As has been discussed, the TCMWindTool currently uses the Modified Rankine Vortex method for wind speed interpolation from the TCM product. For those unfamiliar with the Modified Rankine Vortex, here are a few of the key features:
- The method requires the following input: radius of maximum winds (assumed in the tool to be the radius of the eye + 8.0 nautical miles), maximum winds speeds at this radius, and four quadrant data (maximum radius of 34, 50, and 64 knot winds).
- The wind speeds are interpolated linearly from the storm center to the radius of maximum winds.
- Outside of the radius of maximum winds, the wind speeds are interpolated using exponential decay between each maximum wind radius (radius of maximum winds, 64, 50, and 34 knots).
- Outside the radius of 34 knots, the wind speeds are “blended” with a background wind field.
A recent discussion with several of the CSTAR TC Winds collaborators motivated a literature review to see if there are other possible methods of wind speed interpolation. In Holland et al. (2010), the authors develop an alternate method for this interpolation. A few key features of this methodology:
- The method requires the following input: radius of maximum winds, maximum winds at this radius, surface air density in this location (though the authors show that if this data is not available, the resulting error is small), storm central pressure, the pressure at a defined external location from the cyclone center, the wind speed at this external location, and the radius of this external location.
- The authors show in the paper that the error in wind speed interpolation with this method is much less sensitive to the radius of maximum wind than the Modified Rankine Vortex method.
- The authors show in their sensitivity analysis that “archived values of the subjectively defined radius of gale-force winds can likely be used” for defining the characteristics of the external data from the cyclone center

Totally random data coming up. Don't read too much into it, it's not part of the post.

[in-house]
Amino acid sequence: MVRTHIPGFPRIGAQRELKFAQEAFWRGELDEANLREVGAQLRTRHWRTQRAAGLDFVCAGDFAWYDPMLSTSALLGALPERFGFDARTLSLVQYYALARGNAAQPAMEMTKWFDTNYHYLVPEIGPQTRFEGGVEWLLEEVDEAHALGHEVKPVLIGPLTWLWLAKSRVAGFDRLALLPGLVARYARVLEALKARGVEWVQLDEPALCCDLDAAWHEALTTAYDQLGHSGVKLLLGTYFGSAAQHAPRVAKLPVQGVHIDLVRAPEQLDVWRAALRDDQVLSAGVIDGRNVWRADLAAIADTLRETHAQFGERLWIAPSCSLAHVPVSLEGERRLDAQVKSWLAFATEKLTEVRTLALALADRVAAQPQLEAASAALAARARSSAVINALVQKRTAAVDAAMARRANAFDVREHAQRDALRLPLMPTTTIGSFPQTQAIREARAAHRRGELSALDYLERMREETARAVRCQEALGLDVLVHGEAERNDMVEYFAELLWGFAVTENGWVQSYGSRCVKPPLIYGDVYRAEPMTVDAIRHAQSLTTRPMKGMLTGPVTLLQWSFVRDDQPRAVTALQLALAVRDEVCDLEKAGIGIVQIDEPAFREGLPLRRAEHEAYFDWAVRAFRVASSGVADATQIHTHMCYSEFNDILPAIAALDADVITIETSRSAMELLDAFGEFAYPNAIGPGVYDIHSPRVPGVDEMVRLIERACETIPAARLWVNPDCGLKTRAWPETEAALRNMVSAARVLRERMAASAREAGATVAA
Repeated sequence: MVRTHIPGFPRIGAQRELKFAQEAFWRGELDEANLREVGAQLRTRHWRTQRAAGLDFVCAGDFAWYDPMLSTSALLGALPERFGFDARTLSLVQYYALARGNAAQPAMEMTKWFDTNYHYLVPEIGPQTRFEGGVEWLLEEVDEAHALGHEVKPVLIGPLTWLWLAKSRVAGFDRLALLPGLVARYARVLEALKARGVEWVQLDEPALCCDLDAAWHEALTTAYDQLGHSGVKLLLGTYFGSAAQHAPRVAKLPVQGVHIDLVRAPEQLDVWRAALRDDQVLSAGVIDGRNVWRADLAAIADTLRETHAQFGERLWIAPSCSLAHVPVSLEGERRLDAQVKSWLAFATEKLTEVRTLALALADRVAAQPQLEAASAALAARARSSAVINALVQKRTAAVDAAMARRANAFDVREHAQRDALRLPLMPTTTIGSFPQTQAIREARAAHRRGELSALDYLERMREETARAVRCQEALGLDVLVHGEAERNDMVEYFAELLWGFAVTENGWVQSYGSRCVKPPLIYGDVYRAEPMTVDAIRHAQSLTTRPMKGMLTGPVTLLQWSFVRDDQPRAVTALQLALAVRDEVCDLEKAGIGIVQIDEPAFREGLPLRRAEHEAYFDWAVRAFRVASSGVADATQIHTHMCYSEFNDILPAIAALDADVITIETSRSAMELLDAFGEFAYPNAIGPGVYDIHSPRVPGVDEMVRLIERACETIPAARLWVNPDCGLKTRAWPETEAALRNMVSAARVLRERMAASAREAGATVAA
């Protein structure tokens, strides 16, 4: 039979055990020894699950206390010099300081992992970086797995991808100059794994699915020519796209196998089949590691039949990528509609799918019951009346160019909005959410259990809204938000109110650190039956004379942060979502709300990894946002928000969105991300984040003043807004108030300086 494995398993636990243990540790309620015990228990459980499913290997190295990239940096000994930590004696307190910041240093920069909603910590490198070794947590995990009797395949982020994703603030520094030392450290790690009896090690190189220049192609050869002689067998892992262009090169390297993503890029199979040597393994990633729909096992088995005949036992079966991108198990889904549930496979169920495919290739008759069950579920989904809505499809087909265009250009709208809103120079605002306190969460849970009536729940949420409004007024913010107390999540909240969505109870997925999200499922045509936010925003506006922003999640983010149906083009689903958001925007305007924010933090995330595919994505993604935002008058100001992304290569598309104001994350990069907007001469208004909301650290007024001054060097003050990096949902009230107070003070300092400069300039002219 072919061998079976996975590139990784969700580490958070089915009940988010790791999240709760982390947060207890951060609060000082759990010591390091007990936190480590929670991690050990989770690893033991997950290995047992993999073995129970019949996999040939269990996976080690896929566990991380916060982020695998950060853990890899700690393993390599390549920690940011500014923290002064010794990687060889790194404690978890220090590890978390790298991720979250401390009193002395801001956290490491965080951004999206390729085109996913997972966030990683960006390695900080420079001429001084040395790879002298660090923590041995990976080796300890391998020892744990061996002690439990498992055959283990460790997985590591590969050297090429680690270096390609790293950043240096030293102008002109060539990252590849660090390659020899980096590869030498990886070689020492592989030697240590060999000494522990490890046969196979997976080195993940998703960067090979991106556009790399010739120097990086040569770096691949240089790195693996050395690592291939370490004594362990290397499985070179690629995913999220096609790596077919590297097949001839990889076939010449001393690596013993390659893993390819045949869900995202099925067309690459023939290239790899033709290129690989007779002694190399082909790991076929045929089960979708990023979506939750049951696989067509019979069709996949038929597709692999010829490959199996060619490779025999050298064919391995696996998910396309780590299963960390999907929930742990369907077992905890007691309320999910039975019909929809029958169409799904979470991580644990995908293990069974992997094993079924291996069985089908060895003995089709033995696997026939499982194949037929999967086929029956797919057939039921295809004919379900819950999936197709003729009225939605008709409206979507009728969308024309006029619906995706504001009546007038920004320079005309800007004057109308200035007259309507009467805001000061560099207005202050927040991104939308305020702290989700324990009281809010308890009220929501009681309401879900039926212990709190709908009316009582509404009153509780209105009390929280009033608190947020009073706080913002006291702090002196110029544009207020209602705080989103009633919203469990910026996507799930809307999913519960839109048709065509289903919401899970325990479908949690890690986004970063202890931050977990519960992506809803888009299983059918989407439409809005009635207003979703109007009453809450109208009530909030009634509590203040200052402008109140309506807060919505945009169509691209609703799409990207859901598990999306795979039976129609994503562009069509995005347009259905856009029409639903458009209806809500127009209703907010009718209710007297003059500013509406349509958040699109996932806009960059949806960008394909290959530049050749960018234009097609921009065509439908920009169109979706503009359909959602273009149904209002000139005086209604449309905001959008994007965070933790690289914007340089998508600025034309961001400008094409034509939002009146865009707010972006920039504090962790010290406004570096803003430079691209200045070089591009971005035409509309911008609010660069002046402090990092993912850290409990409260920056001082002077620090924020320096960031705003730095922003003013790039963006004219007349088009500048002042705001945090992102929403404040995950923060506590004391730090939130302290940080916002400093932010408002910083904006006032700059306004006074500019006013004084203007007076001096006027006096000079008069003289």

Recently, Bryce coded the Modified Rankine Vortex method along with the Holland et al. (2010) method. Shown in the attached images are plots for Irene (2011) out to a radius of 400 km from the storm center. The TCM product from 2100 UTC 24 August was used to create these images. Some of the key TCM data used in the analyses:
Maximum sustained winds: 100 kt
64 KT……. 70NE 60SE 25SW 50NW.
50 KT…….110NE 100SE 50SW 75NW.
34 KT…….250NE 200SE 125SW 160NW. (used for outer wind information for Holland et al. interpolation)
Dvorak technique used to estimated pressure at the 34 kt wind radii (1005 hPa)
You can see that the two interpolation methods result in significantly different radial wind speed distributions. The next step will be to show objectively that the Holland et al. model indeed is a better interpolation method. This can be done by taking the interpolated wind fields (with no forecaster manipulation or considering land reduction) at several times near the time of landfall and comparing to HWind analyses near these times.
As always, comments and suggestions are welcome!